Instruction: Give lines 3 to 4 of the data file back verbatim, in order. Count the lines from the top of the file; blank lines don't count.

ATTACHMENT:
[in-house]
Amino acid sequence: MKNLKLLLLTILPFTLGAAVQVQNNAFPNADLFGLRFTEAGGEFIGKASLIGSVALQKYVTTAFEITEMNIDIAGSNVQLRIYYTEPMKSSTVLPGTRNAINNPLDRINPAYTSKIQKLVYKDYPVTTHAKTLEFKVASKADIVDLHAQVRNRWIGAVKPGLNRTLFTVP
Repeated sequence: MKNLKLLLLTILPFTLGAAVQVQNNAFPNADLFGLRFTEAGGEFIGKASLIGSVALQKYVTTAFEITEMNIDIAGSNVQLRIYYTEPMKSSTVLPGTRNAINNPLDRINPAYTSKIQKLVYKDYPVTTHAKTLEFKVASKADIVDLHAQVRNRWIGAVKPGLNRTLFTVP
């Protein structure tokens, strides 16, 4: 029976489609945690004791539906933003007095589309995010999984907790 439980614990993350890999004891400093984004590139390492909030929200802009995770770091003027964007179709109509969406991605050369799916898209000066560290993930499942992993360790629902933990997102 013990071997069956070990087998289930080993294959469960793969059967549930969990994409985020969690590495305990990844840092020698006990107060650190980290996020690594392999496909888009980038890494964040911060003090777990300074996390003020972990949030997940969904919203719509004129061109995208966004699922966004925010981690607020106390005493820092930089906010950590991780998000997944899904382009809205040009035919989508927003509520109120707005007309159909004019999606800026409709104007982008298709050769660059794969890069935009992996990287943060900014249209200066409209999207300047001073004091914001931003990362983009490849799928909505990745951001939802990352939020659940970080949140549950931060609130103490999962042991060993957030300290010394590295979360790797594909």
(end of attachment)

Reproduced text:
Repeated sequence: MKNLKLLLLTILPFTLGAAVQVQNNAFPNADLFGLRFTEAGGEFIGKASLIGSVALQKYVTTAFEITEMNIDIAGSNVQLRIYYTEPMKSSTVLPGTRNAINNPLDRINPAYTSKIQKLVYKDYPVTTHAKTLEFKVASKADIVDLHAQVRNRWIGAVKPGLNRTLFTVP
């Protein structure tokens, strides 16, 4: 029976489609945690004791539906933003007095589309995010999984907790 439980614990993350890999004891400093984004590139390492909030929200802009995770770091003027964007179709109509969406991605050369799916898209000066560290993930499942992993360790629902933990997102 013990071997069956070990087998289930080993294959469960793969059967549930969990994409985020969690590495305990990844840092020698006990107060650190980290996020690594392999496909888009980038890494964040911060003090777990300074996390003020972990949030997940969904919203719509004129061109995208966004699922966004925010981690607020106390005493820092930089906010950590991780998000997944899904382009809205040009035919989508927003509520109120707005007309159909004019999606800026409709104007982008298709050769660059794969890069935009992996990287943060900014249209200066409209999207300047001073004091914001931003990362983009490849799928909505990745951001939802990352939020659940970080949140549950931060609130103490999962042991060993957030300290010394590295979360790797594909």